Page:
07 November 2012

Who will be the greatest lost ?

Indonesia government decided to 'omit' teaching English in the primary schools. There are many hos and hahs. The quickest response to the decision are normally those who are in the English speaking countries.

Why bothers, my friends.

Do you think Indonesia have no experts in education ? You just a PHDstudent and you think it is good to be in the front line to tell the government what to do.

This is the problem when English is dominating the world. They know well that they are going to lose a lot when a country do not list English in the schools.

Why must it be only English ? Can English be better than Esperanto which can help the children to activate the brain cells and delay the dementia problems in the old age ?

The cost of learning English is great, but compare to Esperanto, it is very cost effective.

Do you think you can be as equal par to the native speakers of English ?

Read here, I have reposted a part of it.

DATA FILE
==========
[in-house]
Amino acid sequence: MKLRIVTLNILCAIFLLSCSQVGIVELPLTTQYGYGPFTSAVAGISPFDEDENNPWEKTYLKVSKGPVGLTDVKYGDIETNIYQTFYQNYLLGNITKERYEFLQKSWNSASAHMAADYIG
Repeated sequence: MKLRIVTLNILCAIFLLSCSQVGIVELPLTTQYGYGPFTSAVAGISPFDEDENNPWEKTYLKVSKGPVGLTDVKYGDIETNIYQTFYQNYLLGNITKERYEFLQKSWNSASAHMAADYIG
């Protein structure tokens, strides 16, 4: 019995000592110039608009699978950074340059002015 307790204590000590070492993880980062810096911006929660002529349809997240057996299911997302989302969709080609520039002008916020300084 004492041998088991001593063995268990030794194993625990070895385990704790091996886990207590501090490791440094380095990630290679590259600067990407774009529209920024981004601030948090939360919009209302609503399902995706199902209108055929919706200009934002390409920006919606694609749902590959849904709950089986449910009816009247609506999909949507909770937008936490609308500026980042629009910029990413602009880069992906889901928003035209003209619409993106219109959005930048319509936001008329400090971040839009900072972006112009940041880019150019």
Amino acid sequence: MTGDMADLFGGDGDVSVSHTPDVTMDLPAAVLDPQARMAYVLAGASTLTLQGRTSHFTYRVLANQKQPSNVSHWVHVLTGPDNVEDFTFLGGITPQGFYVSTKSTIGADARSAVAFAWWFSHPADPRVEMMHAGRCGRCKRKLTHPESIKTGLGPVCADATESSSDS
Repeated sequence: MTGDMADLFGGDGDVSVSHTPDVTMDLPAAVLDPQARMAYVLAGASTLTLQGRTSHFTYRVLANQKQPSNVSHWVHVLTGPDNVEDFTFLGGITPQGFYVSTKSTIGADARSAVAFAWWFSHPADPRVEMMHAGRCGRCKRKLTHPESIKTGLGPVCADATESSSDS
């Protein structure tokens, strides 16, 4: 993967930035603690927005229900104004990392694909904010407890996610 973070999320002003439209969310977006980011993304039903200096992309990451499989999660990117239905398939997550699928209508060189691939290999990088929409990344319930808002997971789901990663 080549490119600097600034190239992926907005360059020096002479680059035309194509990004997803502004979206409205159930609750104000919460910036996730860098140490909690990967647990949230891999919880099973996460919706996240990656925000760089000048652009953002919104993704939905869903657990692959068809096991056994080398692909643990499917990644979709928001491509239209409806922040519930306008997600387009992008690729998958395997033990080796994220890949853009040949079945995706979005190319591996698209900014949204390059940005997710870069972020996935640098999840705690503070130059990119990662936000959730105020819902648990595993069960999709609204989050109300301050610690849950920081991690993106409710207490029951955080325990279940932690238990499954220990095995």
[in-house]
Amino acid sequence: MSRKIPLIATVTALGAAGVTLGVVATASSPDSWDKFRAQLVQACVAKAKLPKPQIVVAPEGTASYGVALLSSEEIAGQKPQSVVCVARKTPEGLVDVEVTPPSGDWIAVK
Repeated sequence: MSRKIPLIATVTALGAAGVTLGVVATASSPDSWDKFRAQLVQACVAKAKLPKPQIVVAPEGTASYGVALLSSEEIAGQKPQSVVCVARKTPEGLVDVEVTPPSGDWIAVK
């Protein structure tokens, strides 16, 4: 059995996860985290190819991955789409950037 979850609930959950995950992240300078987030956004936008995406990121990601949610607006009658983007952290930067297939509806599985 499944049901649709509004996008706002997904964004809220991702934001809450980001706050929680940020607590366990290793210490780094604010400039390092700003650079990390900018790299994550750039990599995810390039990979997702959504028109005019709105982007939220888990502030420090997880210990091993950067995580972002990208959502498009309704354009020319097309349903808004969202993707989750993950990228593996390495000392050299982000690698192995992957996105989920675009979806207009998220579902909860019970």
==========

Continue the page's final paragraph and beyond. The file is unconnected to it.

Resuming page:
Hi there,

I took part at Rio+20 as UEA-representative. That link sent by burungmarah is official. I distributed it to delegates at Rio+20. We also strategically distributed the booklet "Discover Esperanto", in Portuguese and in English.
Why adopting a national language is unsustainable? First, because there is an hegemonical language, and that gives advantage to its native speakers. At Rio+20 many people was discriminated by their language skills. To take part at the headstates convention as a representative of an UN-Major Group, for example, it was necessary to be a fluent English-speaker, and as a result all representatives of MGs was native speakers or non-native speakers who lived abroad for years! A friend of mine was invited to give a speech at a side-event, and when the organizers discovered that he wasn't an English speaker they tried to cut his speech, because they were looking for an English speaker.

At Rio+20 there was a language chaos and I got shocked because of language discrimination there. Also, as an observer at a G77 meeting I remarked the difference of English level between diplomats of poorest countries and richer ones.
Also most speakers at side-events were English native speaker. They do monopolize the debate. It's hard for poor people to have access to a foreign language, and I'm talking about fluently use it, not at a pub, but at a formal high level convention.

You can learn Esperanto for free, it's 10 times easier to learn than English, it doen't privilege native speakers and so, can be considered sustainable, as you can read here.

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